Resignation, accusations and death create 8 legislative openings in 2017

Eight Oklahoma legislators have left office since January due to resignation, scandal and death.

The late Rep. David Brumbaugh, R-Broken Arrow, passed away in April. Some lawmakers have left to pursue other employment while some were forced to resign due to criminal accusations.

Four special elections have been held in those four districts, with Democrats winning three of four – including in some heavily Republican districts like House District 75 in Tulsa.

Three special elections are set for November 14 – including Senate District 37 in Tulsa – while one Senate race is scheduled for December 12.

The rash of special elections could cost the State Election Board as much $250,000 this year. Each special election costs between $10,000-$44,000, depending on whether it is a House or Senate district.

And Oklahoma could be facing a special election in the First District of the U.S. Congress. U.S. Rep. Jim Bridenstine, R-Oklahoma, has been nominated by President Donald Trump to the chief administrator of NASA.

Should Bridenstine be confirmed before December 31, there would be a special congressional election early next year. If he is not confirmed or the confirmation is in 2018, the office will be vacant until the normal election cycle in November of next year.

A congressional special election could cost the state more than $200,000 and up to $600,000 – if there is a primary, runoff and general election.

State Rep. Zack Taylor, R-Seminole, has filed a bill that would make legislators found guilty of crimes to forfeit their retirement benefits and the rest of their remaining campaign funds to defray the costs of special elections.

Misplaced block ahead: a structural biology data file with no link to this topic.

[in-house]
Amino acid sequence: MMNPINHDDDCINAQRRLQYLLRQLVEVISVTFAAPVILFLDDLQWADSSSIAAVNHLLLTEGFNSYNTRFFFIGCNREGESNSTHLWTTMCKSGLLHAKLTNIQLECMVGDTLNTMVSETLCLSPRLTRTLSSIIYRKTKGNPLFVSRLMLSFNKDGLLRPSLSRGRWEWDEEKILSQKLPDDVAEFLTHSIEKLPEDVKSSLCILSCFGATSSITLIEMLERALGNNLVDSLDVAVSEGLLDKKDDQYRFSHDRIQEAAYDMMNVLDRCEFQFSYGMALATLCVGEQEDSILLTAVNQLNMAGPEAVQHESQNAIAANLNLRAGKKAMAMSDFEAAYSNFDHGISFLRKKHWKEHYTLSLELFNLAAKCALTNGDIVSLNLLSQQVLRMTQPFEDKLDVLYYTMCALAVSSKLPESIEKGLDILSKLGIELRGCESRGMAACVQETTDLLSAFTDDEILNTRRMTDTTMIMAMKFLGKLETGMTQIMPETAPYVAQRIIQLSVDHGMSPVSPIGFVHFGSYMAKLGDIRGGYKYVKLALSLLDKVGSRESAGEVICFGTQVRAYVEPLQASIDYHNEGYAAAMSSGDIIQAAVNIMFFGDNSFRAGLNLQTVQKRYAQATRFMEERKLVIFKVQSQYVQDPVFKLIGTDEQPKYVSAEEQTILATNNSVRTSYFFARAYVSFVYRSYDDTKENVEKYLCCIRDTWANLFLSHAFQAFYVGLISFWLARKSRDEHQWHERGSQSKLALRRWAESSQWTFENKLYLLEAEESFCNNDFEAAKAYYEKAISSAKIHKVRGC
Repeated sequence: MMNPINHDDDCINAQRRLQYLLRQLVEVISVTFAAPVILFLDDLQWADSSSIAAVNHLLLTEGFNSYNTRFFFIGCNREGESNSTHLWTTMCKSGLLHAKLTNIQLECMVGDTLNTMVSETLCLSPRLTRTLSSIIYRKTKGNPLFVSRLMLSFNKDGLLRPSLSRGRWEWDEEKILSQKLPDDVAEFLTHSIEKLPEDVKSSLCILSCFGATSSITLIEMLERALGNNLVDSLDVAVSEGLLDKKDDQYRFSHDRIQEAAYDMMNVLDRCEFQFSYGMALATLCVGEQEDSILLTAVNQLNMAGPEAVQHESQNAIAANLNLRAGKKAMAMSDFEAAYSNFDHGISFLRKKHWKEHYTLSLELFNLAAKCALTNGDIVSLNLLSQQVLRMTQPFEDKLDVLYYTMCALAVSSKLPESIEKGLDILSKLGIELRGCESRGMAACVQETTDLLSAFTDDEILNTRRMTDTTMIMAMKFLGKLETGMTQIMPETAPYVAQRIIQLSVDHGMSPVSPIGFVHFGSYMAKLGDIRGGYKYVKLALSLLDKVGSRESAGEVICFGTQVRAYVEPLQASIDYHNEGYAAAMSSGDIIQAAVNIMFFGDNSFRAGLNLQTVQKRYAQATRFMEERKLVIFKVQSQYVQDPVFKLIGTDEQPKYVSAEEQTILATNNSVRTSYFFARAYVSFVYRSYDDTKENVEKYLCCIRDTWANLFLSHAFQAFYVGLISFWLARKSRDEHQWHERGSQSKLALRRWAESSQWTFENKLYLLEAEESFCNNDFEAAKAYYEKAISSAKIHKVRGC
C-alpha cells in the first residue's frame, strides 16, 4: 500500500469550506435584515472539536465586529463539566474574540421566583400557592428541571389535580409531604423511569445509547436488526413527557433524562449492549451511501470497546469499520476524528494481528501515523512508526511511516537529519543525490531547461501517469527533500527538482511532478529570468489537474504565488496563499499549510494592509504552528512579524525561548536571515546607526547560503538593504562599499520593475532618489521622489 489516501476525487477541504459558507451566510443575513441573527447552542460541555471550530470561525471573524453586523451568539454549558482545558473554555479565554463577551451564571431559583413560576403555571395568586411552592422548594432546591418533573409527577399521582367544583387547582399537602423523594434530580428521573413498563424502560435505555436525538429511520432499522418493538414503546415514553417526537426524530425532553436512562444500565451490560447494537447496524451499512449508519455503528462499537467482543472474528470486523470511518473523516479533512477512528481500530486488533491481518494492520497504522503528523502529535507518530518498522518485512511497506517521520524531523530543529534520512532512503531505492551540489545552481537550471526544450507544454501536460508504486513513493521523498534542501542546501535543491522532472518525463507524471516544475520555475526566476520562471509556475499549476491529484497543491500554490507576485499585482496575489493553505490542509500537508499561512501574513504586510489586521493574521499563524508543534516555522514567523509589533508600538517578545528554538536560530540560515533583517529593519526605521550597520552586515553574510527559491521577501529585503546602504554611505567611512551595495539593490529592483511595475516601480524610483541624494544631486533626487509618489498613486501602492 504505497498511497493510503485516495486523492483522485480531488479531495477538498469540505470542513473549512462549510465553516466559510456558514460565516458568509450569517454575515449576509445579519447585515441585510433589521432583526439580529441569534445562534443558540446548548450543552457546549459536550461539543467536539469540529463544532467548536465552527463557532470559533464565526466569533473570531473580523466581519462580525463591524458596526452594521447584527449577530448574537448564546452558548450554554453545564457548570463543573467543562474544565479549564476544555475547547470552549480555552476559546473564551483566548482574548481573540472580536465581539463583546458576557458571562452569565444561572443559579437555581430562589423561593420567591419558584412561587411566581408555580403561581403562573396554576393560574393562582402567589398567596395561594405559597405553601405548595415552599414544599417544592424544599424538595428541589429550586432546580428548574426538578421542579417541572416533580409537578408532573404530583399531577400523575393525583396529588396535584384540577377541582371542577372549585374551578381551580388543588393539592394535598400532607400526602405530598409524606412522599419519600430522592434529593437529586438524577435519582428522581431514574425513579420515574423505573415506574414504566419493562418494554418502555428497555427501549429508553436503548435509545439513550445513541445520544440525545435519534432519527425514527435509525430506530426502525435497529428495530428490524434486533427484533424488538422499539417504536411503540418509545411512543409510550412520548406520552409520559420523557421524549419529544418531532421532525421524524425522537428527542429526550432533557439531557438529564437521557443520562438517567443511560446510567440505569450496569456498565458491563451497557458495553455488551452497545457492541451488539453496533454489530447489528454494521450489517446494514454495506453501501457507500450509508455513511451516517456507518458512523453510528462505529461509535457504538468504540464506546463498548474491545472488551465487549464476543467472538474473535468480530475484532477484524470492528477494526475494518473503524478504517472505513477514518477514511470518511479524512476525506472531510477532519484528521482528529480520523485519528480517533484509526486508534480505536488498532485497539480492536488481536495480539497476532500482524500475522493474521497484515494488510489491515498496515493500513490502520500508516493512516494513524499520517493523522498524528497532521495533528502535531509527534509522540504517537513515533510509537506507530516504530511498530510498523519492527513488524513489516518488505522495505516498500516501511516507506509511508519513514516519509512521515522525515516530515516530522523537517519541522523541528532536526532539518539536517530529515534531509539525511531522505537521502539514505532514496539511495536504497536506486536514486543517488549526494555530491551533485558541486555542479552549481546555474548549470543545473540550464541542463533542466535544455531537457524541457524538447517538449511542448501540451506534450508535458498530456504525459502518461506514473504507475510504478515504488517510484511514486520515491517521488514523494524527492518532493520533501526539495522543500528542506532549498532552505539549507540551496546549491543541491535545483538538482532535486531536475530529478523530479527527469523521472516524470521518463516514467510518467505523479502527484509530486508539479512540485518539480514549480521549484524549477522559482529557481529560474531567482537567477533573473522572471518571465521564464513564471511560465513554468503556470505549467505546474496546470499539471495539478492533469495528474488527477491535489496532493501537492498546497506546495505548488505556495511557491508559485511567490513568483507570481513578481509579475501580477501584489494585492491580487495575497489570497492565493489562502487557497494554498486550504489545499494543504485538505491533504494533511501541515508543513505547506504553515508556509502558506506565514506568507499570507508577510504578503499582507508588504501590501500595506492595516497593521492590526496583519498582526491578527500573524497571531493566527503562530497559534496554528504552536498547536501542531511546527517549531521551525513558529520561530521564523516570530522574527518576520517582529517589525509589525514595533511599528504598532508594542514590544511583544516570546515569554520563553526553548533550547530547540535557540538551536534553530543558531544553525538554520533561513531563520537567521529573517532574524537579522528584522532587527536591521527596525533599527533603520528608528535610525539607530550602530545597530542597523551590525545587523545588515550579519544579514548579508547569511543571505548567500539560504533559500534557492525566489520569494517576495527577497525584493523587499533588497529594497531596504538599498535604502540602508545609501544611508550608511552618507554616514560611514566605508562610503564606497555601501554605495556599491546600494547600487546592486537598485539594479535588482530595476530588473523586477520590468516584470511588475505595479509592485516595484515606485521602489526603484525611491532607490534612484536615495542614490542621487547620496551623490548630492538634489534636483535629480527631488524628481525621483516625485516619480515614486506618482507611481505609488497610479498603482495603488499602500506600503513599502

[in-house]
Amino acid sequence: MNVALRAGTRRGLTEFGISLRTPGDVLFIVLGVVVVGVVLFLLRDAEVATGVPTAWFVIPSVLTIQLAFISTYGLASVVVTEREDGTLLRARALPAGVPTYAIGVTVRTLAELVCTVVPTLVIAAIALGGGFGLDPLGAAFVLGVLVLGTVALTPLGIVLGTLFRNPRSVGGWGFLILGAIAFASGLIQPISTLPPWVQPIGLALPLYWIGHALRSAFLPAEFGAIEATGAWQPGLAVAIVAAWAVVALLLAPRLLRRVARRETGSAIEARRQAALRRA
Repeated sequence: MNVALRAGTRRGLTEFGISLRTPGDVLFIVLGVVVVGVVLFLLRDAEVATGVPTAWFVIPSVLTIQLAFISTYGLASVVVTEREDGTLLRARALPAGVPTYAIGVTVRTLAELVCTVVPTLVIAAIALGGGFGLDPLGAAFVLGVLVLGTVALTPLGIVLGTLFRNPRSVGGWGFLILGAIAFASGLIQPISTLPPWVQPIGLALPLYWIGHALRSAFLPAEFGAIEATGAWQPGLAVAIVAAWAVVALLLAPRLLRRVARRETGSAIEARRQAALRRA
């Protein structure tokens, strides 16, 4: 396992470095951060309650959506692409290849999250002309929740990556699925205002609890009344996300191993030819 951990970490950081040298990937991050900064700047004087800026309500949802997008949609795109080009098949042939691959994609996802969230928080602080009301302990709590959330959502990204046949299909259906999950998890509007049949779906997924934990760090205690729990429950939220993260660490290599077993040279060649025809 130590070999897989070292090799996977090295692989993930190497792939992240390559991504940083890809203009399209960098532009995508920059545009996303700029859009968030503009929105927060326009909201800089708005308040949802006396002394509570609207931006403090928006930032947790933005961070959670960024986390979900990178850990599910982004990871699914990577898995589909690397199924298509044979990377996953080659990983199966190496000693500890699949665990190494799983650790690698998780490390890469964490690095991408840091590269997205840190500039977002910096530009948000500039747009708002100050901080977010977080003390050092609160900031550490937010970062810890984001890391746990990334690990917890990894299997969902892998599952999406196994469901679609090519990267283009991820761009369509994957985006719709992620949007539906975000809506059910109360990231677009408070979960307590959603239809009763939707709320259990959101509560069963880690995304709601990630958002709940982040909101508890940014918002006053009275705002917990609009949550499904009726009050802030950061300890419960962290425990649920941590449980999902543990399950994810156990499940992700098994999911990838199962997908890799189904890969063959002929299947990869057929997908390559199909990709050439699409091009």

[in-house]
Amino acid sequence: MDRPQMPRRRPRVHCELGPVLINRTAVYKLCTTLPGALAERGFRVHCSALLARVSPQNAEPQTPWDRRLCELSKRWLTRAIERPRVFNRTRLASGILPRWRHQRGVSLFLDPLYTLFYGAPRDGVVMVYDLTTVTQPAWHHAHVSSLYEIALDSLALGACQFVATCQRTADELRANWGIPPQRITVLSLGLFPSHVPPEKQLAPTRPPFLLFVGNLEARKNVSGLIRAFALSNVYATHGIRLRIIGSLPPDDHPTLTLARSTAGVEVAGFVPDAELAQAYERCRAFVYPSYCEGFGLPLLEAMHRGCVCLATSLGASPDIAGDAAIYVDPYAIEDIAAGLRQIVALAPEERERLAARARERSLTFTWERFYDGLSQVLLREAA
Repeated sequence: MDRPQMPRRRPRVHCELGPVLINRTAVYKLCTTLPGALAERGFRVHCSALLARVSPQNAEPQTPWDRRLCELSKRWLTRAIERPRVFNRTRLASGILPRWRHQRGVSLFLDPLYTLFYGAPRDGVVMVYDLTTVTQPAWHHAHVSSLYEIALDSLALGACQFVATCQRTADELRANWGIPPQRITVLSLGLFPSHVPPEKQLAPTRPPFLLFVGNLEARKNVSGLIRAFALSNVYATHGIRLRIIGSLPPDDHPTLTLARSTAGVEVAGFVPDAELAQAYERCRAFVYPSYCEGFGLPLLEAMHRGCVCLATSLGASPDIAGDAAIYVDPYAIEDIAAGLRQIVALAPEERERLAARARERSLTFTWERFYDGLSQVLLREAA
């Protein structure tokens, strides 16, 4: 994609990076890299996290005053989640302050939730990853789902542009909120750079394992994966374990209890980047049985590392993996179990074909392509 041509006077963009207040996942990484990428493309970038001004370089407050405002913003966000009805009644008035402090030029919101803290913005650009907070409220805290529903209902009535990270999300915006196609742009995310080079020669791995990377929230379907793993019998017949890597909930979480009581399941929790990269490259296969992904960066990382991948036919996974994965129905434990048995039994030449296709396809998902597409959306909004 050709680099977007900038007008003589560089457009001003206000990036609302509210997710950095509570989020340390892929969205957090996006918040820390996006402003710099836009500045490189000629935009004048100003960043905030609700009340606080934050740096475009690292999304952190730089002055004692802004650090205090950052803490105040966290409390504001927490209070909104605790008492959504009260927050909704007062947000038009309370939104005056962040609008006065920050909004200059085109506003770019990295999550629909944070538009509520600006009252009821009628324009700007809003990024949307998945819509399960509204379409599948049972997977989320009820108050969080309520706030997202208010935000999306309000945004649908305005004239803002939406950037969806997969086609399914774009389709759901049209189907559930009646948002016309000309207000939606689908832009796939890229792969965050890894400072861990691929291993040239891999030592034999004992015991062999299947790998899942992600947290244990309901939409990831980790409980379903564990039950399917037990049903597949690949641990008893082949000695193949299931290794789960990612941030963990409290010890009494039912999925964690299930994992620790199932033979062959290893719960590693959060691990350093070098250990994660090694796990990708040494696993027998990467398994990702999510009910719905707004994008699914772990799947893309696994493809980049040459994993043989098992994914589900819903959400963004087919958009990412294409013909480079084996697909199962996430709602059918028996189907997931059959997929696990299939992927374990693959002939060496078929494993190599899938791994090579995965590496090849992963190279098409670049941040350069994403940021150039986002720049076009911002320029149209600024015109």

State Sen. Rob Standridge, R-Norman, has filed a similar bill.

Resigned with accusations

  • District 27 Sen. Bryce Marlatt, R-Woodward, resigned Sept. 12 after being charged with sexual battery accusations from an Uber driver.
    A special election is set for December 12 with a general election February 13.
  • District 44 Sen. Ralph Shortey, R-Oklahoma City, resigned after he was charged with engaging in child prostitution within 1,000 feet of a church and transporting a minor for prostitution.
    The special election was July 11. Sen. Michael Brooks, D-Oklahoma City, won that election.
  • District 45 Sen. Kyle Loveless, R-Oklahoma City, resigned April 27 after a criminal investigation over embezzlement of campaign funds.
    The special election will be Nov. 14 between Democrat Steven Vincent and Republican Paul Rosino.
  • District 75 Representative Dan Kirby, R-Tulsa, resigned March 1 after accusations of sexual harassment. The special election was July 11.
    Rep. Karen Gaddis, D-Tulsa, won that race.

Resigned for other opportunities

  • District 37 Sen. Dan Newberry, R-Tulsa, resigned (effective January 31) to take a senior management position with a credit union.
    The special election will be Nov. 14 between Republican Brian O’Hara and Democrat Allison Ikley-Freeman.
  • District 28 Representative Tom Newell, R-Seminole, resigned to go to work for the think tank, The Foundation for Government Accountability.
    The special election was May 9. Rep. Zack Taylor, R-Seminole, won.
  • District 46 Representative Scott Martin, R-Norman, resigned May 31 to lead the Norman Chamber of Commerce.
    The special election was Sept. 12. Rep. Jacon Rosecrants, D-Norman, won that election.


  • District 76 Representative David Brumbaugh, R-Broken Arrow, passed away on April 15.
    The special election is Nov. 14 between Democrat Chris Landingham and Republican Ross Ford.